The national climate assessment “provides us with some new ammunition” to press Congress for a solution for the National Flood Insurance Program, which received a 7-day reprieve on Nov. 30, Mr. Humphreys said.
He said he was “struck by” the assessment’s highlighting of the nuts and bolts impacts of rising temperatures and dry forests and the resulting increase in wildfire risks, which he said was particularly relevant in the context of the recent deadly California wildfires and the destruction in the town of Paradise and served as a reminder to insureds and their brokers to examine policies “to make sure you’re properly insured.”
“The risk is increasing and it really needs to be dealt with,” Mr. Humphreys said.
A new report released by Clyde & Co on Monday noted that there are a broad range of new types of liability exposures as well as novel litigation tactics being deployed by activists to force change and by cities and others to recover the costs of climate-related damage and resilience measures. To date, many of these proceedings have failed to overcome substantial legal hurdles, but that could be about to change, the report stated.
The National Climate Assessment and other reports are “fleshing out the foreseeable loss” and providing information that will likely underpin future litigation, Mr. Brook said. “You still have to prove causation … but this is a vital part of that picture: that if you put that carbon dioxide out there, this is one of the consequences.”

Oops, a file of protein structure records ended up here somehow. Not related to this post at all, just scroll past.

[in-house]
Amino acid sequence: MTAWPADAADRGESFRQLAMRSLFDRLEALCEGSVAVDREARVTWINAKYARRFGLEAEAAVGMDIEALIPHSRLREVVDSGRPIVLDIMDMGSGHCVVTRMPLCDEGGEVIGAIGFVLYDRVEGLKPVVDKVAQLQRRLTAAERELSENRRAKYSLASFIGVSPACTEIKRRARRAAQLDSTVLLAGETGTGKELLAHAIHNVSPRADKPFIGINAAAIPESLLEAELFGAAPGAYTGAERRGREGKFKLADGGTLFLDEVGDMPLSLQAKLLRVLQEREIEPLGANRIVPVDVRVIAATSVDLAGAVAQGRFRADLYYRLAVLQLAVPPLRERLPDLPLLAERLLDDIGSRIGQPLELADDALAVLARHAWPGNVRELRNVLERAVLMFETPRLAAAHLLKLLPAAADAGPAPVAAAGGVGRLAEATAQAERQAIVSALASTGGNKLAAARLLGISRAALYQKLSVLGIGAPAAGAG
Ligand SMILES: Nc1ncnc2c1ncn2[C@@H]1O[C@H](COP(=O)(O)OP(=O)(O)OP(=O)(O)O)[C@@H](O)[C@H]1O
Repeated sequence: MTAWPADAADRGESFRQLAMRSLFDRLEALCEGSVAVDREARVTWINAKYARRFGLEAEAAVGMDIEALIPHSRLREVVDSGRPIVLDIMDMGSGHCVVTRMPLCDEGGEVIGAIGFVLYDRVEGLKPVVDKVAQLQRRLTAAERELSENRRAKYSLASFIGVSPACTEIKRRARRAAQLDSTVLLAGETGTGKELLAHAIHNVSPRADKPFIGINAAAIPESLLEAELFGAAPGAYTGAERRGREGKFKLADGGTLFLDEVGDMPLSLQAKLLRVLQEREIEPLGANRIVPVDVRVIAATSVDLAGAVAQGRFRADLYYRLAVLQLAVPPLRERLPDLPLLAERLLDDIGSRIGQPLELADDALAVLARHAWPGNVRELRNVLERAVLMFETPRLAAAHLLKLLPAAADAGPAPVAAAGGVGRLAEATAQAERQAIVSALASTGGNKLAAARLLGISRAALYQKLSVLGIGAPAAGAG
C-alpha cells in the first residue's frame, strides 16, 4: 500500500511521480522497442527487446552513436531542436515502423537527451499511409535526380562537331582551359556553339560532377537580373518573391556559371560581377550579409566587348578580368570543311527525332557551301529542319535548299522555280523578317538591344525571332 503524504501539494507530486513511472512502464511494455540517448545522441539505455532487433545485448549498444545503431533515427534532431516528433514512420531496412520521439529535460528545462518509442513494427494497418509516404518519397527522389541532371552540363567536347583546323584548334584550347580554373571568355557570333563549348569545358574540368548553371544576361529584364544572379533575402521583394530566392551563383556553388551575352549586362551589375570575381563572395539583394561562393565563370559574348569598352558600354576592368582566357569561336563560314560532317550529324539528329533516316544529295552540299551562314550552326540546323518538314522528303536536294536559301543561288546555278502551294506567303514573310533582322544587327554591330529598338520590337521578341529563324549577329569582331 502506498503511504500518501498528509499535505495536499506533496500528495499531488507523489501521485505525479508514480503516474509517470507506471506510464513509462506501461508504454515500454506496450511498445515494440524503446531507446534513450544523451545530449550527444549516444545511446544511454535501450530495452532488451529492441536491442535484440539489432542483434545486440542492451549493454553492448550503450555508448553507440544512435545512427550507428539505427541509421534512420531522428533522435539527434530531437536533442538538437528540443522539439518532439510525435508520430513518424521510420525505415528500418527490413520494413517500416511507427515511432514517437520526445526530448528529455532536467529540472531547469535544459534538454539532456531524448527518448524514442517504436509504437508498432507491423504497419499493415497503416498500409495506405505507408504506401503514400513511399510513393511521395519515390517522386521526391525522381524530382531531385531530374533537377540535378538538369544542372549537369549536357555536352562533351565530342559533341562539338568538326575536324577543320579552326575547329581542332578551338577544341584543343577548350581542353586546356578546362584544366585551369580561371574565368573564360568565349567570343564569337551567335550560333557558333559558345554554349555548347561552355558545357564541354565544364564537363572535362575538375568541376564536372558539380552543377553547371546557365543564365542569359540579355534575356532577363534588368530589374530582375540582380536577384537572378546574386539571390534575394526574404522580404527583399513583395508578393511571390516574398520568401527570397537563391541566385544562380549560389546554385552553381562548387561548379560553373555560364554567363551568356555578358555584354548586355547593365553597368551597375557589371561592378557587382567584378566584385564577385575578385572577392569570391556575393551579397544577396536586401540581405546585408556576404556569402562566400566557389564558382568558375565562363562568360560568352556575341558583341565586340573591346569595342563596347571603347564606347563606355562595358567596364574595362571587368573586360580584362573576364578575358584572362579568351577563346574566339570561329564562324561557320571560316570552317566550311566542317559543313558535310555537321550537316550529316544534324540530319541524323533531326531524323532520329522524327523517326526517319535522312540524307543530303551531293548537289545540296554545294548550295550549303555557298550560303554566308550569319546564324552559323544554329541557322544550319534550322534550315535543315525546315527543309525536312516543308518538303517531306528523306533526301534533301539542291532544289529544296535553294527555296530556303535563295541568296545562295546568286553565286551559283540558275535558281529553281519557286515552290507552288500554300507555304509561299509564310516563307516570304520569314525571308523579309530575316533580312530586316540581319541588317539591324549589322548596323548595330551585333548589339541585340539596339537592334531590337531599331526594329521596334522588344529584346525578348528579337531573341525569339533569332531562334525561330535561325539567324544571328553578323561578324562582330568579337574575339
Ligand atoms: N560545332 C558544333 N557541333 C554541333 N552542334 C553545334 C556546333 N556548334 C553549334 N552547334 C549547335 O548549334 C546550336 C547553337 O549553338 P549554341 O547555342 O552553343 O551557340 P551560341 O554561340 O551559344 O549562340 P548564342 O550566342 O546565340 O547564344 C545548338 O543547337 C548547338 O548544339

The insurance industry is also facing climate-related risks on both the underwriting side and the asset side of their businesses, experts say.
“For sure, we will run into 2 degrees if we don’t up our game,” said Thomas Liesch, climate integration manager for Allianz SE based in Munich. “Insurers can provide risk mitigation and risk transfer solutions for that, which is a very good role to play. We can also start shifting the trillions, meaning shifting our investment assets into sectors and companies which contribute positively to decarbonization.”
“I think what (the National Climate Assessment is) going to do is force insureds to think hard about doing pre-loss mitigation,” said Brian Dove, USI Insurance Services LLC’s national real estate practice leader in Dallas. “These events are occurring. We can’t stop them.”
“Insurance companies are going to have to impose that on their clients because reinsurers can only do so much and the reinsurers are getting hit really hard from all these losses,” he added.
But the soft market may limit insurers’ ability to force policyholders to engage in risk mitigation techniques, with insurers unable to raise pricing although there has been pressure on deductibles, Mr. Dove said.
“The challenge is, in this current market, the ability to impact pricing and deductibles is hard because there is so much capacity available,” he said.
Risk managers should not be surprised if insurers stop writing certain aspects of weather disasters or certain regions of the country, Mr. Vitulli said.
“What usually happens with insurers is when they start to have claims they start to find ways to not cover them going forward, like they did with flood, like they did with terrorism,” he said.
But “there will always be an insurance solution,” Mr. Humphreys said. “Will it be affordable? That’s the question, but there will always be an insurance solution if you need to find one because we’re a very resourceful group of people.”